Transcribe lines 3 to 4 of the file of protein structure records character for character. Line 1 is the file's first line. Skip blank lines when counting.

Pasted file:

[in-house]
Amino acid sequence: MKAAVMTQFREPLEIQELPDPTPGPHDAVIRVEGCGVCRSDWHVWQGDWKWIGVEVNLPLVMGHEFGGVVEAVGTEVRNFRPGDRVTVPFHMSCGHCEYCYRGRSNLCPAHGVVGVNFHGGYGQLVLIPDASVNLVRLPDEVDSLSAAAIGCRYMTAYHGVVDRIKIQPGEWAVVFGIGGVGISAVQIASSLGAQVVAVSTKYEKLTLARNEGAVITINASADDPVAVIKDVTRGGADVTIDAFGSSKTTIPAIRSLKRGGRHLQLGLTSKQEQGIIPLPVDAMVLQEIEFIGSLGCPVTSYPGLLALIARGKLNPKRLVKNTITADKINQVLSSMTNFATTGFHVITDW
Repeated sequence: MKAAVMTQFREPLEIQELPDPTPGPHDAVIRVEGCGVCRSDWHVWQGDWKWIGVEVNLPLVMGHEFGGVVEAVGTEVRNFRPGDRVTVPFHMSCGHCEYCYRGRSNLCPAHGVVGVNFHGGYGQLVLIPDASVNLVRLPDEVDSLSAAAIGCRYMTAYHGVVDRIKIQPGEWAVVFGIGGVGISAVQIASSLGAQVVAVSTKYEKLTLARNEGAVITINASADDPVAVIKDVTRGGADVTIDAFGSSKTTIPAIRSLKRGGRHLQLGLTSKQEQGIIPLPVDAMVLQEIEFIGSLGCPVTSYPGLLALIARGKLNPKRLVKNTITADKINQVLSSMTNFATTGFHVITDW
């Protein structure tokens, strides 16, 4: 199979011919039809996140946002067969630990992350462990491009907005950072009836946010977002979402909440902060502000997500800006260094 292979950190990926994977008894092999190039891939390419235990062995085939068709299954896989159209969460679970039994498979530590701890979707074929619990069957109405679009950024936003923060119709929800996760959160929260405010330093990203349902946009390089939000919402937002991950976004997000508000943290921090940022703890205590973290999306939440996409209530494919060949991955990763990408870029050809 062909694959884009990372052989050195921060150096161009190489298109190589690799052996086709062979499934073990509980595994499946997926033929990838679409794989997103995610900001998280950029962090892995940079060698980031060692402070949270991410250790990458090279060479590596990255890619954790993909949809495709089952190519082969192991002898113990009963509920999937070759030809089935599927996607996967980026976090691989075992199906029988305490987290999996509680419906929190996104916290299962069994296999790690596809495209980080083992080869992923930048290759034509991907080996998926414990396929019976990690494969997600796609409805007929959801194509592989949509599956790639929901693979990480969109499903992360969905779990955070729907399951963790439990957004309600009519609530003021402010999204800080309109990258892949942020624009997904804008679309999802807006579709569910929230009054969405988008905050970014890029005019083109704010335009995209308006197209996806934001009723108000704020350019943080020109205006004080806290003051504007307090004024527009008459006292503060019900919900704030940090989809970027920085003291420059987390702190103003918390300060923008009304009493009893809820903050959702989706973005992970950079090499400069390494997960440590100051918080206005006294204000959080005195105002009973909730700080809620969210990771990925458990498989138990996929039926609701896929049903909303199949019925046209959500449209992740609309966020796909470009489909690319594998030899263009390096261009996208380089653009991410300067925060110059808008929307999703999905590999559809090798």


Repeated sequence: MKAAVMTQFREPLEIQELPDPTPGPHDAVIRVEGCGVCRSDWHVWQGDWKWIGVEVNLPLVMGHEFGGVVEAVGTEVRNFRPGDRVTVPFHMSCGHCEYCYRGRSNLCPAHGVVGVNFHGGYGQLVLIPDASVNLVRLPDEVDSLSAAAIGCRYMTAYHGVVDRIKIQPGEWAVVFGIGGVGISAVQIASSLGAQVVAVSTKYEKLTLARNEGAVITINASADDPVAVIKDVTRGGADVTIDAFGSSKTTIPAIRSLKRGGRHLQLGLTSKQEQGIIPLPVDAMVLQEIEFIGSLGCPVTSYPGLLALIARGKLNPKRLVKNTITADKINQVLSSMTNFATTGFHVITDW
């Protein structure tokens, strides 16, 4: 199979011919039809996140946002067969630990992350462990491009907005950072009836946010977002979402909440902060502000997500800006260094 292979950190990926994977008894092999190039891939390419235990062995085939068709299954896989159209969460679970039994498979530590701890979707074929619990069957109405679009950024936003923060119709929800996760959160929260405010330093990203349902946009390089939000919402937002991950976004997000508000943290921090940022703890205590973290999306939440996409209530494919060949991955990763990408870029050809 062909694959884009990372052989050195921060150096161009190489298109190589690799052996086709062979499934073990509980595994499946997926033929990838679409794989997103995610900001998280950029962090892995940079060698980031060692402070949270991410250790990458090279060479590596990255890619954790993909949809495709089952190519082969192991002898113990009963509920999937070759030809089935599927996607996967980026976090691989075992199906029988305490987290999996509680419906929190996104916290299962069994296999790690596809495209980080083992080869992923930048290759034509991907080996998926414990396929019976990690494969997600796609409805007929959801194509592989949509599956790639929901693979990480969109499903992360969905779990955070729907399951963790439990957004309600009519609530003021402010999204800080309109990258892949942020624009997904804008679309999802807006579709569910929230009054969405988008905050970014890029005019083109704010335009995209308006197209996806934001009723108000704020350019943080020109205006004080806290003051504007307090004024527009008459006292503060019900919900704030940090989809970027920085003291420059987390702190103003918390300060923008009304009493009893809820903050959702989706973005992970950079090499400069390494997960440590100051918080206005006294204000959080005195105002009973909730700080809620969210990771990925458990498989138990996929039926609701896929049903909303199949019925046209959500449209992740609309966020796909470009489909690319594998030899263009390096261009996208380089653009991410300067925060110059808008929307999703999905590999559809090798």